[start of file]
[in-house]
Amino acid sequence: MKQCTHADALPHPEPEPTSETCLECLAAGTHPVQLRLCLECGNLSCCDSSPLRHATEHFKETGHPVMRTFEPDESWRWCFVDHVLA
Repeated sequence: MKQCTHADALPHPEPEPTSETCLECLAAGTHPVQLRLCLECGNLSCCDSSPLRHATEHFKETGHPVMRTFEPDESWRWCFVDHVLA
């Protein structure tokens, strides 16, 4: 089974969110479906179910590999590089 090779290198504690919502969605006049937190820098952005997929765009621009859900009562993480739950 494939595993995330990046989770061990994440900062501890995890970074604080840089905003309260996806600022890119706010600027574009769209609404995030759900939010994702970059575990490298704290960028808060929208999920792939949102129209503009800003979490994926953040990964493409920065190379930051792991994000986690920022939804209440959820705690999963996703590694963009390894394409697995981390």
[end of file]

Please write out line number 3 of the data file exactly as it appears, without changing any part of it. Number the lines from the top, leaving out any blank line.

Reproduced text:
Repeated sequence: MKQCTHADALPHPEPEPTSETCLECLAAGTHPVQLRLCLECGNLSCCDSSPLRHATEHFKETGHPVMRTFEPDESWRWCFVDHVLA